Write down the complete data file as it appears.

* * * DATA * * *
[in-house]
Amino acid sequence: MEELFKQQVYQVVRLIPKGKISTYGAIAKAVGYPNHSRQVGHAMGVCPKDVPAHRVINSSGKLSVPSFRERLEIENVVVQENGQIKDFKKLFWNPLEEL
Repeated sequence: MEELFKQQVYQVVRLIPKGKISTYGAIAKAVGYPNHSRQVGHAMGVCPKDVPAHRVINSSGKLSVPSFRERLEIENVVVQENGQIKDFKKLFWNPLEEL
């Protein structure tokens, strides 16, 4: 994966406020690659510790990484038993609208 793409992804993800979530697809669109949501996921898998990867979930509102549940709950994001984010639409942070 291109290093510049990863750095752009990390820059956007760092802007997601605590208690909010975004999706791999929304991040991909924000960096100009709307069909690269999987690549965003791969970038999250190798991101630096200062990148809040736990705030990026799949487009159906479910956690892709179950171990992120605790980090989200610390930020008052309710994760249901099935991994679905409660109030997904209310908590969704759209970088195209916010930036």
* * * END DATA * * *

[in-house]
Amino acid sequence: MEELFKQQVYQVVRLIPKGKISTYGAIAKAVGYPNHSRQVGHAMGVCPKDVPAHRVINSSGKLSVPSFRERLEIENVVVQENGQIKDFKKLFWNPLEEL
Repeated sequence: MEELFKQQVYQVVRLIPKGKISTYGAIAKAVGYPNHSRQVGHAMGVCPKDVPAHRVINSSGKLSVPSFRERLEIENVVVQENGQIKDFKKLFWNPLEEL
């Protein structure tokens, strides 16, 4: 994966406020690659510790990484038993609208 793409992804993800979530697809669109949501996921898998990867979930509102549940709950994001984010639409942070 291109290093510049990863750095752009990390820059956007760092802007997601605590208690909010975004999706791999929304991040991909924000960096100009709307069909690269999987690549965003791969970038999250190798991101630096200062990148809040736990705030990026799949487009159906479910956690892709179950171990992120605790980090989200610390930020008052309710994760249901099935991994679905409660109030997904209310908590969704759209970088195209916010930036």